Name Dropper

celebcenter

The Church of Scientology is very big on big names. It was not that way in the early days because Hubbard was THE name that mattered.

Somewhere along the way, the Church in Los Angeles noticed they were attracting a few of the “lights” of nearby Hollywood. Someone got the notion that such people should not have to wait in line like the rest of us especially as the rest of us were staring.

So, a special place was created: very clean, very artsy, and called “the Celebrity Center”. I was fortunate enough to have worked there for a time under Yvonne Gilham, its first director.

The big names we worked with are probably no one you have ever heard of today but Stephen Boyd, Geoffrey Lewis, Chick Correa, Jim McMullan, Helene Ireland, and Amanda Ambrose were all fairly substantial stars at the time.

And one must recall that at that time, John Travolta was finishing high school, Tom Cruise was not even in high school, and the Ribisi twins were not even a dual twinkle in their daddy’s eye.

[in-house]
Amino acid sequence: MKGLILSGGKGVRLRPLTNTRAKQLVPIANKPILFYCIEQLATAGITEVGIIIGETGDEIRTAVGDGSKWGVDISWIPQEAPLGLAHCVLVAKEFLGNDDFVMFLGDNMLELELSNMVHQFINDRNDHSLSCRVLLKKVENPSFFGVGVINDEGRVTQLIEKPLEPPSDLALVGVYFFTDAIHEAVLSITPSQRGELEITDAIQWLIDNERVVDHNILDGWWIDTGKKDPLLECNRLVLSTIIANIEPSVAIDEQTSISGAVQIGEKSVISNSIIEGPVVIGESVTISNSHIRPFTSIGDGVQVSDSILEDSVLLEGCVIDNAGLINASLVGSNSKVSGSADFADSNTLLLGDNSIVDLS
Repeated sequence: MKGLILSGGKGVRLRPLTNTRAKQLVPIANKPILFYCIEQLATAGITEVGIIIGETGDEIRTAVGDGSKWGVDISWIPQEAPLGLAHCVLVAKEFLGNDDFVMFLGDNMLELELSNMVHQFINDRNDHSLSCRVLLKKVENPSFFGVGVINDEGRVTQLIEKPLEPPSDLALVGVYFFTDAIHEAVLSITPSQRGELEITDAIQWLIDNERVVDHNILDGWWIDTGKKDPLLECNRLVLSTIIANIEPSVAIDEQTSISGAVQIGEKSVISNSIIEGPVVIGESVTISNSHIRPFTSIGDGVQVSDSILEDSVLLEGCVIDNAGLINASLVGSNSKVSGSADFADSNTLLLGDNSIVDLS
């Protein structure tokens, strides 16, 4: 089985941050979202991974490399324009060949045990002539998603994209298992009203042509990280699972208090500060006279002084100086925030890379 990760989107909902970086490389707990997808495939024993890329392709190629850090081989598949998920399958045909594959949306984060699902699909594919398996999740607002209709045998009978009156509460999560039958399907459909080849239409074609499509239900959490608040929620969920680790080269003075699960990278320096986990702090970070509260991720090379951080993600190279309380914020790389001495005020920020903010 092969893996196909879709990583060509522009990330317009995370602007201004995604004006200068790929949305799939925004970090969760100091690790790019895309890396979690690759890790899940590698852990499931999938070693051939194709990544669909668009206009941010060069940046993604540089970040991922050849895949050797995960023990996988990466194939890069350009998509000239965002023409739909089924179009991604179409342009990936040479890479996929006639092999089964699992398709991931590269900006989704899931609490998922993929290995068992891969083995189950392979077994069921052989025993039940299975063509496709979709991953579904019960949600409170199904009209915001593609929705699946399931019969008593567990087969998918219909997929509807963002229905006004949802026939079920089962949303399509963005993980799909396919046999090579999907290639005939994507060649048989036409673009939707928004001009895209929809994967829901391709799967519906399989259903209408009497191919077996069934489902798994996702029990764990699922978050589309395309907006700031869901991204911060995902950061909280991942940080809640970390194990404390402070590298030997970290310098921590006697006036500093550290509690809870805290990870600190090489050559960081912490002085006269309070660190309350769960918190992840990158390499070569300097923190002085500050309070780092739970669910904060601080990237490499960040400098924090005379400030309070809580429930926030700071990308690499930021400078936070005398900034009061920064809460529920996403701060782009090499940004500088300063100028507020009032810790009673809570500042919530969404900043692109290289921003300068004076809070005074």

Speaking of them, I remember the father very well. There were a couple of up and coming rock bands in Scientology at the time. One was Orange Colored Sky and the other was People! The latter group had a #1 hit song called “I Love You” and they were at the height of their fame at that time.

Working at the American Saint Hill Org, I got to meet the band. The Levin brothers seemed to be most people’s favorite as they were the photogenic group. Denny I didn’t get to know too well but the nerdier one of the group, Al Ribisi, I found easier to get along with.

Not that we were best buds or anything but we did talk a bit. I believe his sister, Soo, joined the Sea Org the next year and she was as friendly as Al, and even a bit better looking (no offense, Al).

Al is still in the Church and his three children were raised in Scientology and seem to be doing quite well for themselves.


From the rather small and humble beginnings of encouraging celebrities to try Scientology, we have come to the place where they have become – for better or worse – the public face of the Church.

Still, something about jumping up and down on Oprah’s couch doesn’t make a very sane or solemn impression.

What do you think?


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